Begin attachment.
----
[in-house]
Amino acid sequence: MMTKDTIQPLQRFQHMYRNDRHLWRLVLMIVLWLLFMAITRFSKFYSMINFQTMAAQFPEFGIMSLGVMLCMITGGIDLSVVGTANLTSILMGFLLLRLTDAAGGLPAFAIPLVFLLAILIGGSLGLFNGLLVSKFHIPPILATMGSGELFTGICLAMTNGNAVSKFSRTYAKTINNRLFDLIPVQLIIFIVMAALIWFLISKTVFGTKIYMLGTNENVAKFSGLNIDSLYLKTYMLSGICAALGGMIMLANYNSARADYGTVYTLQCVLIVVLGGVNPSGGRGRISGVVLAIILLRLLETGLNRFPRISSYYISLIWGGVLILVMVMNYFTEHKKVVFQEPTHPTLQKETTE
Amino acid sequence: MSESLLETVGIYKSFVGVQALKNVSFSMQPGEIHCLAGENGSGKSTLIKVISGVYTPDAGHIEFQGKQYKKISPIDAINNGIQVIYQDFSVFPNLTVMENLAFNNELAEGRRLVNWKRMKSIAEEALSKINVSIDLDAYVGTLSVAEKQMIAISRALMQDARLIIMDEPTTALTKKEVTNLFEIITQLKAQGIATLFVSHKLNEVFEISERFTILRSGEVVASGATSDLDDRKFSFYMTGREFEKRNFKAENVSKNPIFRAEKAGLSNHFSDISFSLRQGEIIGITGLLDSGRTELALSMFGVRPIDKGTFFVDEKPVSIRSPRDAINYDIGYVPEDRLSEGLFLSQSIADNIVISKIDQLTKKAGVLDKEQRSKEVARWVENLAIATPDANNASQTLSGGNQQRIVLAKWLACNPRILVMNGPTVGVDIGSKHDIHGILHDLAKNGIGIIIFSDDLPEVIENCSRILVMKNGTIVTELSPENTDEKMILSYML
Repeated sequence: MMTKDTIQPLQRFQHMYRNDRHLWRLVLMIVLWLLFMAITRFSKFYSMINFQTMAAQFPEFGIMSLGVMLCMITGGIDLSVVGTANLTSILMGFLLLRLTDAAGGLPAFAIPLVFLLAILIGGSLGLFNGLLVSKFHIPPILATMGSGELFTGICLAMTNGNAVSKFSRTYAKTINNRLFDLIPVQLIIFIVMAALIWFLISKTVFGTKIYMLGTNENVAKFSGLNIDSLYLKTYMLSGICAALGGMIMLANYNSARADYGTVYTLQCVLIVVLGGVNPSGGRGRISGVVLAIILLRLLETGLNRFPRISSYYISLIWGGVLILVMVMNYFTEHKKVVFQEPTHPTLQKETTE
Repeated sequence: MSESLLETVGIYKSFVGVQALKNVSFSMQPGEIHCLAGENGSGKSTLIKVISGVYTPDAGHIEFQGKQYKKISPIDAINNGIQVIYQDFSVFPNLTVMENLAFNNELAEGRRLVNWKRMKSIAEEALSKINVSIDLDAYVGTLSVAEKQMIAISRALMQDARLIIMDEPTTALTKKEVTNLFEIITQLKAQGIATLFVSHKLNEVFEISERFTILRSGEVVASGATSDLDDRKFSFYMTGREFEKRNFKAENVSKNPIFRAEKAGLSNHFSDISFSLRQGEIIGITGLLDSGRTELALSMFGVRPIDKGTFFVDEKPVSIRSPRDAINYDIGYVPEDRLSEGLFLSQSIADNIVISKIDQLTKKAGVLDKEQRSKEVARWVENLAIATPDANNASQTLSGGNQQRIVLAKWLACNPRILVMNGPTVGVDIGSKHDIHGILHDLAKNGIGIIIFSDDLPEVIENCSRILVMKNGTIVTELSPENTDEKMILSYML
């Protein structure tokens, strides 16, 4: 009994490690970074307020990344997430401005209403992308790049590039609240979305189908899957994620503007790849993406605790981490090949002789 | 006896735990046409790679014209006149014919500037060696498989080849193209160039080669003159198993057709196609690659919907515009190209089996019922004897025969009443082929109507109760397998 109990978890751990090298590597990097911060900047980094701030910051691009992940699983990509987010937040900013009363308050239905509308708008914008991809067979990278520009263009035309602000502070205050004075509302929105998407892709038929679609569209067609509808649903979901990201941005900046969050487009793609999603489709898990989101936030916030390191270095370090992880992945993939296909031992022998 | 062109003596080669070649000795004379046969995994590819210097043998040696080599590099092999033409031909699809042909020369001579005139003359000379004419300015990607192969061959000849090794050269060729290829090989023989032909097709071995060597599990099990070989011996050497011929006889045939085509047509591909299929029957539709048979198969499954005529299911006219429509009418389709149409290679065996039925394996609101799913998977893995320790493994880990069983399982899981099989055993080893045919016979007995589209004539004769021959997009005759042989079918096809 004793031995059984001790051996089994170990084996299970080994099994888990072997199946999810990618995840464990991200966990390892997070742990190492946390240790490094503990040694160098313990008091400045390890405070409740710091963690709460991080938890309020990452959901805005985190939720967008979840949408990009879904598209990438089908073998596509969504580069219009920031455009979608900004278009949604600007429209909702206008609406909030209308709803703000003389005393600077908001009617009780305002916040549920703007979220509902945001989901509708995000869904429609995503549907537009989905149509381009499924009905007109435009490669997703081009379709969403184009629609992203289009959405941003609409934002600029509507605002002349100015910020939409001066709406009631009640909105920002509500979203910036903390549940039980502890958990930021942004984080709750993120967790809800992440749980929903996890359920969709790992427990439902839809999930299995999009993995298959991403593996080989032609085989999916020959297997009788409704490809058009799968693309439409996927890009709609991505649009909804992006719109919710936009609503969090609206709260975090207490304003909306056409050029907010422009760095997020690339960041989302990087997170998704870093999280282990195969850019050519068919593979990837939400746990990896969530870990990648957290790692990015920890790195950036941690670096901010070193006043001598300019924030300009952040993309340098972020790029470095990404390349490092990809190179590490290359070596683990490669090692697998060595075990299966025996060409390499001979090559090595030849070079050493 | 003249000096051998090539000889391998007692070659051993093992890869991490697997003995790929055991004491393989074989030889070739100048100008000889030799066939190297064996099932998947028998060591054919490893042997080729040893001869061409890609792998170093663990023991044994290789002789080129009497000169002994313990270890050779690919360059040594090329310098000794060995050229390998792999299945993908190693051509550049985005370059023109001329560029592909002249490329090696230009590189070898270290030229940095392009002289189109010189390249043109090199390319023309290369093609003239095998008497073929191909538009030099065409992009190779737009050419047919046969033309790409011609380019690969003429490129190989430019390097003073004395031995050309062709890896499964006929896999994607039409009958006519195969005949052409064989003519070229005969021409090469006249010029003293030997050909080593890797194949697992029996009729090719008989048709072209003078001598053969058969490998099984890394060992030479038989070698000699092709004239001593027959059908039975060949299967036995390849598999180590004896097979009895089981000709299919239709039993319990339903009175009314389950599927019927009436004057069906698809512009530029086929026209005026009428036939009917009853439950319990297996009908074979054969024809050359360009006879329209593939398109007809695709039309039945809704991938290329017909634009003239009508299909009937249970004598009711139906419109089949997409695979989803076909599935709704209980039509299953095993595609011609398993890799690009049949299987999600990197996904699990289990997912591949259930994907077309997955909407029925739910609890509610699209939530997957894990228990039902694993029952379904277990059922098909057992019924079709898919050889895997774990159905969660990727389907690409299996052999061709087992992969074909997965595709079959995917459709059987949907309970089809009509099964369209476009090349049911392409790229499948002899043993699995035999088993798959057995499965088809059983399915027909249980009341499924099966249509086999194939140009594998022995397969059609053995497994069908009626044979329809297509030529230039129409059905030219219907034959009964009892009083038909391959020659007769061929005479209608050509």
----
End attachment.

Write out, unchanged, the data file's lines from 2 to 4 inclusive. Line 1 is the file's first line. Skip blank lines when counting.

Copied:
Amino acid sequence: MMTKDTIQPLQRFQHMYRNDRHLWRLVLMIVLWLLFMAITRFSKFYSMINFQTMAAQFPEFGIMSLGVMLCMITGGIDLSVVGTANLTSILMGFLLLRLTDAAGGLPAFAIPLVFLLAILIGGSLGLFNGLLVSKFHIPPILATMGSGELFTGICLAMTNGNAVSKFSRTYAKTINNRLFDLIPVQLIIFIVMAALIWFLISKTVFGTKIYMLGTNENVAKFSGLNIDSLYLKTYMLSGICAALGGMIMLANYNSARADYGTVYTLQCVLIVVLGGVNPSGGRGRISGVVLAIILLRLLETGLNRFPRISSYYISLIWGGVLILVMVMNYFTEHKKVVFQEPTHPTLQKETTE
Amino acid sequence: MSESLLETVGIYKSFVGVQALKNVSFSMQPGEIHCLAGENGSGKSTLIKVISGVYTPDAGHIEFQGKQYKKISPIDAINNGIQVIYQDFSVFPNLTVMENLAFNNELAEGRRLVNWKRMKSIAEEALSKINVSIDLDAYVGTLSVAEKQMIAISRALMQDARLIIMDEPTTALTKKEVTNLFEIITQLKAQGIATLFVSHKLNEVFEISERFTILRSGEVVASGATSDLDDRKFSFYMTGREFEKRNFKAENVSKNPIFRAEKAGLSNHFSDISFSLRQGEIIGITGLLDSGRTELALSMFGVRPIDKGTFFVDEKPVSIRSPRDAINYDIGYVPEDRLSEGLFLSQSIADNIVISKIDQLTKKAGVLDKEQRSKEVARWVENLAIATPDANNASQTLSGGNQQRIVLAKWLACNPRILVMNGPTVGVDIGSKHDIHGILHDLAKNGIGIIIFSDDLPEVIENCSRILVMKNGTIVTELSPENTDEKMILSYML
Repeated sequence: MMTKDTIQPLQRFQHMYRNDRHLWRLVLMIVLWLLFMAITRFSKFYSMINFQTMAAQFPEFGIMSLGVMLCMITGGIDLSVVGTANLTSILMGFLLLRLTDAAGGLPAFAIPLVFLLAILIGGSLGLFNGLLVSKFHIPPILATMGSGELFTGICLAMTNGNAVSKFSRTYAKTINNRLFDLIPVQLIIFIVMAALIWFLISKTVFGTKIYMLGTNENVAKFSGLNIDSLYLKTYMLSGICAALGGMIMLANYNSARADYGTVYTLQCVLIVVLGGVNPSGGRGRISGVVLAIILLRLLETGLNRFPRISSYYISLIWGGVLILVMVMNYFTEHKKVVFQEPTHPTLQKETTE